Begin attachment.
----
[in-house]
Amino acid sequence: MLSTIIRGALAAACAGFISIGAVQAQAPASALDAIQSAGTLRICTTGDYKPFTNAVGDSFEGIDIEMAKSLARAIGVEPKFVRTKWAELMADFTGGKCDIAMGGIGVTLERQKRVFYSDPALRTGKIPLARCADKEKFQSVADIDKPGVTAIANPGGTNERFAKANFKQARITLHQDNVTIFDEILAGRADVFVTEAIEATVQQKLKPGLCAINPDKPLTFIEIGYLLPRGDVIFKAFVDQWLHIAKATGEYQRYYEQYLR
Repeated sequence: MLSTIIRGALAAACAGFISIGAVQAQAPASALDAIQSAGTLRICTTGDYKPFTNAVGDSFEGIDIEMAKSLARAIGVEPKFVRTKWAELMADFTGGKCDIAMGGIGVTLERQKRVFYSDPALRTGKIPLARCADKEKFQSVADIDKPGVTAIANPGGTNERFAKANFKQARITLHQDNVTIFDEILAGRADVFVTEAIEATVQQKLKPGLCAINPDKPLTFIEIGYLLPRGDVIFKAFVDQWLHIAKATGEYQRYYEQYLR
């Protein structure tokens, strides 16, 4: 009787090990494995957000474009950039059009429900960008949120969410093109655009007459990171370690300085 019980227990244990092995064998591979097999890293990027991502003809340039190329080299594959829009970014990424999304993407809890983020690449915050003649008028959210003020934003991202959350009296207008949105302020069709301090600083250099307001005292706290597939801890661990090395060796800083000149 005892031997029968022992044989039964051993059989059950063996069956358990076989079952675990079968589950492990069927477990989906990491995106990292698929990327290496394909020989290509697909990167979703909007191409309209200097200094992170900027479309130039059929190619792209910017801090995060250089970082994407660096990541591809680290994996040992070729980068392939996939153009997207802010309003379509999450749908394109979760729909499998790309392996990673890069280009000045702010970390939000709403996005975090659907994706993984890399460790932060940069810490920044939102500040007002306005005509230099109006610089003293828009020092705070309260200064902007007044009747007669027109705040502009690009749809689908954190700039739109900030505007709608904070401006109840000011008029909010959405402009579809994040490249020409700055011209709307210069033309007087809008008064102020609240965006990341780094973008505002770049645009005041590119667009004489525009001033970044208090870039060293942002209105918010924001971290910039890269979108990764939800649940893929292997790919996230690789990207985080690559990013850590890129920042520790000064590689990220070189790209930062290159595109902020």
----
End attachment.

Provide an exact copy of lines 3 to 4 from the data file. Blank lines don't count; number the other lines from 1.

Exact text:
Repeated sequence: MLSTIIRGALAAACAGFISIGAVQAQAPASALDAIQSAGTLRICTTGDYKPFTNAVGDSFEGIDIEMAKSLARAIGVEPKFVRTKWAELMADFTGGKCDIAMGGIGVTLERQKRVFYSDPALRTGKIPLARCADKEKFQSVADIDKPGVTAIANPGGTNERFAKANFKQARITLHQDNVTIFDEILAGRADVFVTEAIEATVQQKLKPGLCAINPDKPLTFIEIGYLLPRGDVIFKAFVDQWLHIAKATGEYQRYYEQYLR
């Protein structure tokens, strides 16, 4: 009787090990494995957000474009950039059009429900960008949120969410093109655009007459990171370690300085 019980227990244990092995064998591979097999890293990027991502003809340039190329080299594959829009970014990424999304993407809890983020690449915050003649008028959210003020934003991202959350009296207008949105302020069709301090600083250099307001005292706290597939801890661990090395060796800083000149 005892031997029968022992044989039964051993059989059950063996069956358990076989079952675990079968589950492990069927477990989906990491995106990292698929990327290496394909020989290509697909990167979703909007191409309209200097200094992170900027479309130039059929190619792209910017801090995060250089970082994407660096990541591809680290994996040992070729980068392939996939153009997207802010309003379509999450749908394109979760729909499998790309392996990673890069280009000045702010970390939000709403996005975090659907994706993984890399460790932060940069810490920044939102500040007002306005005509230099109006610089003293828009020092705070309260200064902007007044009747007669027109705040502009690009749809689908954190700039739109900030505007709608904070401006109840000011008029909010959405402009579809994040490249020409700055011209709307210069033309007087809008008064102020609240965006990341780094973008505002770049645009005041590119667009004489525009001033970044208090870039060293942002209105918010924001971290910039890269979108990764939800649940893929292997790919996230690789990207985080690559990013850590890129920042520790000064590689990220070189790209930062290159595109902020």